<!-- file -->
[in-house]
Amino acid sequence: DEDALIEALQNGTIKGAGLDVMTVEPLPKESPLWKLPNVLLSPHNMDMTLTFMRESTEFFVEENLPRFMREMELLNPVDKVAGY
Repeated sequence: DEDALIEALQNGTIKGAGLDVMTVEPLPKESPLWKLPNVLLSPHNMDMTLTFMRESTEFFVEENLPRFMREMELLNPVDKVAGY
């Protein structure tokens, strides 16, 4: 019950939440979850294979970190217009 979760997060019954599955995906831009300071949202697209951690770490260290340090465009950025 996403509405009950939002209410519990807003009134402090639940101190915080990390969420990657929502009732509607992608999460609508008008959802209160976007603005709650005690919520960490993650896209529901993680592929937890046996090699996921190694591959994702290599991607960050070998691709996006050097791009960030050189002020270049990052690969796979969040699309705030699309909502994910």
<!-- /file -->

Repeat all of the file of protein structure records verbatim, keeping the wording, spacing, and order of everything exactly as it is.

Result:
[in-house]
Amino acid sequence: DEDALIEALQNGTIKGAGLDVMTVEPLPKESPLWKLPNVLLSPHNMDMTLTFMRESTEFFVEENLPRFMREMELLNPVDKVAGY
Repeated sequence: DEDALIEALQNGTIKGAGLDVMTVEPLPKESPLWKLPNVLLSPHNMDMTLTFMRESTEFFVEENLPRFMREMELLNPVDKVAGY
């Protein structure tokens, strides 16, 4: 019950939440979850294979970190217009 979760997060019954599955995906831009300071949202697209951690770490260290340090465009950025 996403509405009950939002209410519990807003009134402090639940101190915080990390969420990657929502009732509607992608999460609508008008959802209160976007603005709650005690919520960490993650896209529901993680592929937890046996090699996921190694591959994702290599991607960050070998691709996006050097791009960030050189002020270049990052690969796979969040699309705030699309909502994910």